We counted down the bridges (we were aiming for Bridge 136), I went slowly, ACP gave no more driving instructions, and we got to Fenny Compton unscathed. It was lunchtime, the pub looked inviting, but we eschewed it, winded, and then pulled back for water. While David filled the tank, I had a 10 minute blob - short blob, good fast tap! Well, I did some other stuff for a few minutes and then sat down with the kindle and my eyes closed.

We had already scoped out a mooring place for the return journey - just before bridge 124. And of course, I overshot it! Heaven knows how. But fortunately there was space after the bridge before the bend, so we stopped, closed up and the rain came down. Spectacular! And then I blobbed in a concentrated and horizontal fashion for much of the next 14 or so hours.

Early the following morning (there is a pattern developing of early starts...) we headed away again. The weather had cleared and the cut was quiet - I do like it like that! So it was a peaceful trip to Marston Doles. But that was about to change...

A boater exiting the top lock there told us the pound below was particularly low and that we should keep to the middle. Good advice that we were happy to take onboard. However, if it was going to be that low, it appeared to me that we could usefully let some water down, i.e. more than a lock's worth. I checked with the couple who were following us and due to use the lock after us - to make sure they were okay with a bit of a delay. Yes, they were fine and the man suggested we open only one paddle on the top and bottom gates. That done and water flowing through with more leaving the lock than was coming in, I asked ACP to hold the rope and keep the boat forward as I needed a pee. Off I went for a quick pee, not realising that, once I had gone inside, instead of holding the rope, David had tied it loosely to a bollard thinking the outflow of water would hold it forward against the front gates (where it needs to be when descending because there is a cill at the back of the lock that is not the rudder and prop's friend), not remembering that water in the locks is a very fickle thing and often does not behave the way you intuit that it should.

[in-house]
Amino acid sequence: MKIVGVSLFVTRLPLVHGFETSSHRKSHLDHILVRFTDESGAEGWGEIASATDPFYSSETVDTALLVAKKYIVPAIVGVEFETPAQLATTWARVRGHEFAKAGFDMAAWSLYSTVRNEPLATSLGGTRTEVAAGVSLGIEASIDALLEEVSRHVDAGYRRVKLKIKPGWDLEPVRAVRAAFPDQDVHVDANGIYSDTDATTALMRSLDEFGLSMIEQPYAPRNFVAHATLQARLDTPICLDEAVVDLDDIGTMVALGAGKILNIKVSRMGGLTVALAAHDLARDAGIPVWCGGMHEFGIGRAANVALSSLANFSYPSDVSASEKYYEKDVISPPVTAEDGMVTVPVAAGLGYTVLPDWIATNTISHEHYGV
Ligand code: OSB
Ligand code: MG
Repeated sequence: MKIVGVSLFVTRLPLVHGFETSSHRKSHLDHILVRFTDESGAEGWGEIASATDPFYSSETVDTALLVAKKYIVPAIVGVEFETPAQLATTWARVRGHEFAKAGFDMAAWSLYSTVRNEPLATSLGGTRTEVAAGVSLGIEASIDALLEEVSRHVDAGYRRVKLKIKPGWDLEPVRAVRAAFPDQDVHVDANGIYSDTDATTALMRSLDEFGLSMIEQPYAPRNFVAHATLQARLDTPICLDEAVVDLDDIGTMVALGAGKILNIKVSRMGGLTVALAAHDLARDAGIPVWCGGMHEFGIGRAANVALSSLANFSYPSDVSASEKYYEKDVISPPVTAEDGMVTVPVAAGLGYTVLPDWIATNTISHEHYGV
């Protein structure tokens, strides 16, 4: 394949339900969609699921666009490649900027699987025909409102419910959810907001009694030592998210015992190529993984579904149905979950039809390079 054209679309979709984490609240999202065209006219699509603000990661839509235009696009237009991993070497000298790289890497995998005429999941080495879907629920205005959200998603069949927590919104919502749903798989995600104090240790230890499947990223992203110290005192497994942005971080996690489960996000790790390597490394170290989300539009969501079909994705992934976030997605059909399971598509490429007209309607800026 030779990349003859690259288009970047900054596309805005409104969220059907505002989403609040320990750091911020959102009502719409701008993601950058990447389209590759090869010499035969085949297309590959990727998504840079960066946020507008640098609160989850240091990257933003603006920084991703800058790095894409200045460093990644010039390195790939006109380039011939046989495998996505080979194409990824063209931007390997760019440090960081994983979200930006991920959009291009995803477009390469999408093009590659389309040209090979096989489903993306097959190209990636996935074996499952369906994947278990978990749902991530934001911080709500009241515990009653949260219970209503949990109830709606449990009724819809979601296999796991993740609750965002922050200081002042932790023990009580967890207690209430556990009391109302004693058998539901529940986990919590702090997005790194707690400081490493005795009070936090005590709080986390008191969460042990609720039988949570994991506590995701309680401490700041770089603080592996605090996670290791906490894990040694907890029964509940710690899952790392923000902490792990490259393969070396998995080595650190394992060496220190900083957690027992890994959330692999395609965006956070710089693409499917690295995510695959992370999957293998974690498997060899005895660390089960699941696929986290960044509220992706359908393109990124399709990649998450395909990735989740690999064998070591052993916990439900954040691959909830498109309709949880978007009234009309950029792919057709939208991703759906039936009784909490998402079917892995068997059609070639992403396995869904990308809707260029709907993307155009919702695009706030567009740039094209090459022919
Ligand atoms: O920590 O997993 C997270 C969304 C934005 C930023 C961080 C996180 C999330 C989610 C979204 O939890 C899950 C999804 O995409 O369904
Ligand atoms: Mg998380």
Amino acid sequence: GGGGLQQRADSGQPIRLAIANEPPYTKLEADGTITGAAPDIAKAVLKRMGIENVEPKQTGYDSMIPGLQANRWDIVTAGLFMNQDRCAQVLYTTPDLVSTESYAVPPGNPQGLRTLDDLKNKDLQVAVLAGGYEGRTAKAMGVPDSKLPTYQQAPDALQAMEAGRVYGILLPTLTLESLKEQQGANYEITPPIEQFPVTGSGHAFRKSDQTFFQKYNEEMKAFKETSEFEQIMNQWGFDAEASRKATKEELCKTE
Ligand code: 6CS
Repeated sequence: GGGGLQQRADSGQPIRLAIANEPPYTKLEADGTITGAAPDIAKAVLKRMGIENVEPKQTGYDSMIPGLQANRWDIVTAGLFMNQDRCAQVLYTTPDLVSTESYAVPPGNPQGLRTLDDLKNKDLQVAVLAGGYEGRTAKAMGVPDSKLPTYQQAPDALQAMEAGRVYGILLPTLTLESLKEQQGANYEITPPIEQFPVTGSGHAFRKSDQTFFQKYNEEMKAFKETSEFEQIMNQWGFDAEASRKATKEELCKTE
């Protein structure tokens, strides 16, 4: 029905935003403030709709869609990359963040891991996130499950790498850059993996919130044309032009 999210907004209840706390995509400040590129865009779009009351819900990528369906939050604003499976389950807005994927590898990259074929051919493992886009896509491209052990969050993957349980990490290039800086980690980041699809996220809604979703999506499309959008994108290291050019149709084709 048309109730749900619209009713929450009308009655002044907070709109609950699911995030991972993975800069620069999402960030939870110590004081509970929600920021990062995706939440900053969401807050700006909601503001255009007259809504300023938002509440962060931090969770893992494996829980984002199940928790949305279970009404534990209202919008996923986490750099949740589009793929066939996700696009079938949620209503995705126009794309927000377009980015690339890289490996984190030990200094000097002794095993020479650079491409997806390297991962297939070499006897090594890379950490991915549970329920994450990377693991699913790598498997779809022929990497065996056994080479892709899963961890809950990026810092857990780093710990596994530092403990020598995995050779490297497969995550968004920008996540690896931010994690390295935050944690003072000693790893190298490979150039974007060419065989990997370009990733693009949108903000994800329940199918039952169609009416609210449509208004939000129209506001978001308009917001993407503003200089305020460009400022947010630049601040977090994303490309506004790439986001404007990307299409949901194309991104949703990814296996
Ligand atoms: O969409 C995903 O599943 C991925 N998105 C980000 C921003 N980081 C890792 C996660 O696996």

After the pee (and washing my hands, of course), I came back towards the stern steps and saw that the boat was hard up against the back gate. I flew up the steps and shouted F*CK F@CK F#CK very loudly and yelled loudly at David to go and close the bloody lower paddles. Then I politely asked the lady from the following boat to open the second paddle of the top gates to let more water in fast. I opened the throttle hard to push us off the cill, and fortunately away we came.

Disaster averted but we were both shaken - David had panicked that the boat would sink in the lock with the stern hoisted up on the cill, I would get caught inside and drown; I had envisaged the rudder and prop needing to be replaced or repaired at great expense and panicked about that. 

It is the first time in 30 years of boating that we have ever had that close a call, and it is not an experience we ever wish to repeat!

All is well with the rudder and prop, but we have developed a bit of a squeak when I pull the tiller towards the port.

We moved on thinking and worrying about the close call - as you do, I think. Then it was the Napton Locks - we do enjoy them. There are always people to talk with and lovely scenery.

This lock in the Napton flight  is not in good condition


Let's hope it's on this year's winter schedule for repair.
Not just bricks missing but the plaster is broken
There is a whole field of these beasts near one of the top Napton Locks - and look at those clouds, the rain is imminent.

They are water buffalo

And we moored up again at Lock 11 - our home away from home... It was lovely being tucked up inside with the rain coming down!

Sunrise the next day - about 4.30am I think. And a clear morning forecast.

We did wait until about 6am to head away and we did it very quietly.


He started work very early too! This season he is not doing the step across from one open gate to one closed gate - confidence, damp lock gates, 3.5 years older than the last time he did it. It means a walk around the whole lock, but I am pleased. Watching him do that step always makes my legs turn to jelly!